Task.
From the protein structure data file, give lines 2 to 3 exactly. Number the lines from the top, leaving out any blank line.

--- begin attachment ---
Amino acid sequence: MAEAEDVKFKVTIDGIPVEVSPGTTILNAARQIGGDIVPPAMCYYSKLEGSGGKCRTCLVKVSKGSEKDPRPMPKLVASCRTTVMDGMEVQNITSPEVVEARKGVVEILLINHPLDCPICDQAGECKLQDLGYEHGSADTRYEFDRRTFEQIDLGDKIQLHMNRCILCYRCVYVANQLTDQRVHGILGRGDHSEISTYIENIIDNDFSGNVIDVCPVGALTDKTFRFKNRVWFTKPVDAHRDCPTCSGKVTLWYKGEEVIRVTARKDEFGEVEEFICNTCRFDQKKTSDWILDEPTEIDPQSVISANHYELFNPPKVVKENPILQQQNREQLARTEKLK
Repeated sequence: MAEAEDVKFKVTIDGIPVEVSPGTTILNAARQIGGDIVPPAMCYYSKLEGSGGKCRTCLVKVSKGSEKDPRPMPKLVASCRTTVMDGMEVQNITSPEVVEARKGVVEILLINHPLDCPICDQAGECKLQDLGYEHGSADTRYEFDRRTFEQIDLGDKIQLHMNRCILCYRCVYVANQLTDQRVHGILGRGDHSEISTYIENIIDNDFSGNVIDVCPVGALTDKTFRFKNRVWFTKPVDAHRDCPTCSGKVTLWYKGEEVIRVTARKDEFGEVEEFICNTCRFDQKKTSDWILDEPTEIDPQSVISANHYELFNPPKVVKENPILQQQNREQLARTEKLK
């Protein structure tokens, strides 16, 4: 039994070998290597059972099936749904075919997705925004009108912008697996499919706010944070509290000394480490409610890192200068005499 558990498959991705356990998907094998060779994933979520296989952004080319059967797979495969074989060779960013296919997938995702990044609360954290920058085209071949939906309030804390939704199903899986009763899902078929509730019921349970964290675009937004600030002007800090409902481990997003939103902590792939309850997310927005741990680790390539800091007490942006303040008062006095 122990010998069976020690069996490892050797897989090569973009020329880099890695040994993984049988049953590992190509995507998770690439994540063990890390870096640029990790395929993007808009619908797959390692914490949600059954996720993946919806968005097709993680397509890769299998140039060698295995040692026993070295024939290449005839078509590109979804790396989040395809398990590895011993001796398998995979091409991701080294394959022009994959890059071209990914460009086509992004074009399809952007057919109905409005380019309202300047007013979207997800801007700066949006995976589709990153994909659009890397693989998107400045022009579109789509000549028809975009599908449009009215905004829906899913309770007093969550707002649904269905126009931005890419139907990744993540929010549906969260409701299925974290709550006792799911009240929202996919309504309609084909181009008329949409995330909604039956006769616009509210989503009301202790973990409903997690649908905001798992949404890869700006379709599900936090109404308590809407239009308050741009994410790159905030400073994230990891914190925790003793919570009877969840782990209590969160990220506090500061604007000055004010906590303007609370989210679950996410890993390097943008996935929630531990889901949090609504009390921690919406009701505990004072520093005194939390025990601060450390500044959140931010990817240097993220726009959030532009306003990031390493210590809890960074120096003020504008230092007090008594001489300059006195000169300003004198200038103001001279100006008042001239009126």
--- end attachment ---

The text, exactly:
Repeated sequence: MAEAEDVKFKVTIDGIPVEVSPGTTILNAARQIGGDIVPPAMCYYSKLEGSGGKCRTCLVKVSKGSEKDPRPMPKLVASCRTTVMDGMEVQNITSPEVVEARKGVVEILLINHPLDCPICDQAGECKLQDLGYEHGSADTRYEFDRRTFEQIDLGDKIQLHMNRCILCYRCVYVANQLTDQRVHGILGRGDHSEISTYIENIIDNDFSGNVIDVCPVGALTDKTFRFKNRVWFTKPVDAHRDCPTCSGKVTLWYKGEEVIRVTARKDEFGEVEEFICNTCRFDQKKTSDWILDEPTEIDPQSVISANHYELFNPPKVVKENPILQQQNREQLARTEKLK
């Protein structure tokens, strides 16, 4: 039994070998290597059972099936749904075919997705925004009108912008697996499919706010944070509290000394480490409610890192200068005499 558990498959991705356990998907094998060779994933979520296989952004080319059967797979495969074989060779960013296919997938995702990044609360954290920058085209071949939906309030804390939704199903899986009763899902078929509730019921349970964290675009937004600030002007800090409902481990997003939103902590792939309850997310927005741990680790390539800091007490942006303040008062006095 122990010998069976020690069996490892050797897989090569973009020329880099890695040994993984049988049953590992190509995507998770690439994540063990890390870096640029990790395929993007808009619908797959390692914490949600059954996720993946919806968005097709993680397509890769299998140039060698295995040692026993070295024939290449005839078509590109979804790396989040395809398990590895011993001796398998995979091409991701080294394959022009994959890059071209990914460009086509992004074009399809952007057919109905409005380019309202300047007013979207997800801007700066949006995976589709990153994909659009890397693989998107400045022009579109789509000549028809975009599908449009009215905004829906899913309770007093969550707002649904269905126009931005890419139907990744993540929010549906969260409701299925974290709550006792799911009240929202996919309504309609084909181009008329949409995330909604039956006769616009509210989503009301202790973990409903997690649908905001798992949404890869700006379709599900936090109404308590809407239009308050741009994410790159905030400073994230990891914190925790003793919570009877969840782990209590969160990220506090500061604007000055004010906590303007609370989210679950996410890993390097943008996935929630531990889901949090609504009390921690919406009701505990004072520093005194939390025990601060450390500044959140931010990817240097993220726009959030532009306003990031390493210590809890960074120096003020504008230092007090008594001489300059006195000169300003004198200038103001001279100006008042001239009126």